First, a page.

Rural children may be more vulnerable to many social and economic problems than are children who live in the city or suburbs, a recent study by the National Rural Development Institute contends.
In a survey conducted in 1989, the institute asked school officials from 312 rural, urban, and suburban districts to estimate the percentage of their pupils who exhibited various social, economic, or family problems that are known to increase the likelihood of a child's failing in school.
In 34 of 39 statistical comparisons within various risk categories, the researchers found that rural children were significantly more likely to be described as "at risk" than were their counterparts in cities and suburbs.
The responses from school officials indicated that rural children were far more prone than their non-rural counterparts to be living in poverty during elementary and middle school and to be involved with substance abuse in elementary school.
Among mildly handicapped children, those living in rural areas appeared much more likely than their non-rural counterparts to live in poverty at all grade levels and to suffer from depression in middle and high school.
The study also compared mildly handicapped and non-handicapped students and noted that mildly handicapped children were described as more vulnerable than their non-handicapped peers in 20 of 39 risk categories in rural communities and in 14 of 39 risk categories in non-rural schools.
For more information about The National Study Regarding Rural, Suburban, and Urban At-Risk Students contact the National Rural Development Institute at Western Washington University, Bellingham, Wash., by phoning (206) 676-3576.
Teachers who attempt to discourage cheating by handing out several versions of multiple-choice exams with the questions in different order may inadvertently be giving one group of students an unfair advantage over the others, a Penn State psychologist has concluded.
William R. Balch, an associate professor of psychology at the university's Altoona campus, recently analyzed his students' scores on multiple-choice tests and concluded that students can best retrieve information when the order in which the questions are asked follows the same sequence in which the information was originally presented.
Mr. Balch gave 404 general-psychology students a final exam consisting of the same 75 multiple-choice questions arranged in one of three patterns.
On one-third of the exams, the questions followed the same sequential order as the lectures and lesson texts; on another one4third, they were listed at random; and, in the final group, they were randomly ordered but organized by chapter.
The students taking the sequentially ordered exam had an average score of 76.86 percent, while the students answering randomly arranged questions averaged 73.19 percent and the students who took exams with randomly ordered questions organized by chapter averaged 72.22 percent.
Like their black and Hispanic counterparts, Italian-Americans in New York City appear to suffer from a poor self-image that hinders their academic performance, asserts a recent study that found Italian students to have the third-highest dropout rate in the city.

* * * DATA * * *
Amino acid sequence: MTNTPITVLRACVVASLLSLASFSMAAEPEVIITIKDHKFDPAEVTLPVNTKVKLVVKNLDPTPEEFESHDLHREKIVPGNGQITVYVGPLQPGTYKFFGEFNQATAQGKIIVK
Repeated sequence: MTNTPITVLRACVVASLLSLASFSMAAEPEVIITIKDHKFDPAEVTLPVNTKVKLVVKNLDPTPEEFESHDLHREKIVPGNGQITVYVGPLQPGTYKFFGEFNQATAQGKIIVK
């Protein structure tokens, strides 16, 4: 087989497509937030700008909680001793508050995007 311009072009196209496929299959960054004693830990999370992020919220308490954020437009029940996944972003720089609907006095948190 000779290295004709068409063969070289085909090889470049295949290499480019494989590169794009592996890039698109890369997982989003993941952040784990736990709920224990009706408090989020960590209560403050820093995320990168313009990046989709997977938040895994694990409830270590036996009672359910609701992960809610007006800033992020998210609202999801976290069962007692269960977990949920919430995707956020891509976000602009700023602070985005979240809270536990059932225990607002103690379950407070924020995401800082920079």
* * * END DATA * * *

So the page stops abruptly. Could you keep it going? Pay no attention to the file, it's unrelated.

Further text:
Researchers at the John D. Calandra Italian-American Institute at the City University of New York separated educational statistics for Italian-American youths from those for white children in general and found that 20.65 percent of Italian youths in the city will not complete high school. In comparison, the dropout rate for other white students was 18.55 percent.
Italian children fared better in New York schools than did black children, who had a dropout rate of 24.54 percent, or Hispanic students, who had the city's highest dropout rate at 31.78 percent.
Experts have speculated that the city's high Italian-American dropout rate may be the result of a poor self-image influenced by stereotyping. Other factors such as peer pressure, parental ignorance about education, or pressure to join the work force may also be causing them to quit school, the researchers said.
By the age of 14, girls--like adult women--are twice as likely as their male counterparts to be depressed, a study by psychologists at the Oregon Research Institute in Portland concludes.
Previous research indicated that very young girls and boys are equally likely to suffer from depression, but that adult women are twice as likely as men to be depressed.
But when Betty Allgood-Merten and Peter Lewinsohn conducted psychological analyses of 802 public high-school students to determine when the gender-based differences set in, they found that the youngest girls in their study, 14-year-olds in 9th grade, already were twice as likely as boys to be depressed.
The girls also were much more likely than were boys to report feeling stress and low self-esteem, and both feelings were found in follow-up visits to have been predictors for depression in the children, Ms. Allgood-Merten said.
Girls in the study also were far more likely than boys to base much of their self-esteem on their image of their own bodies, she added.--ps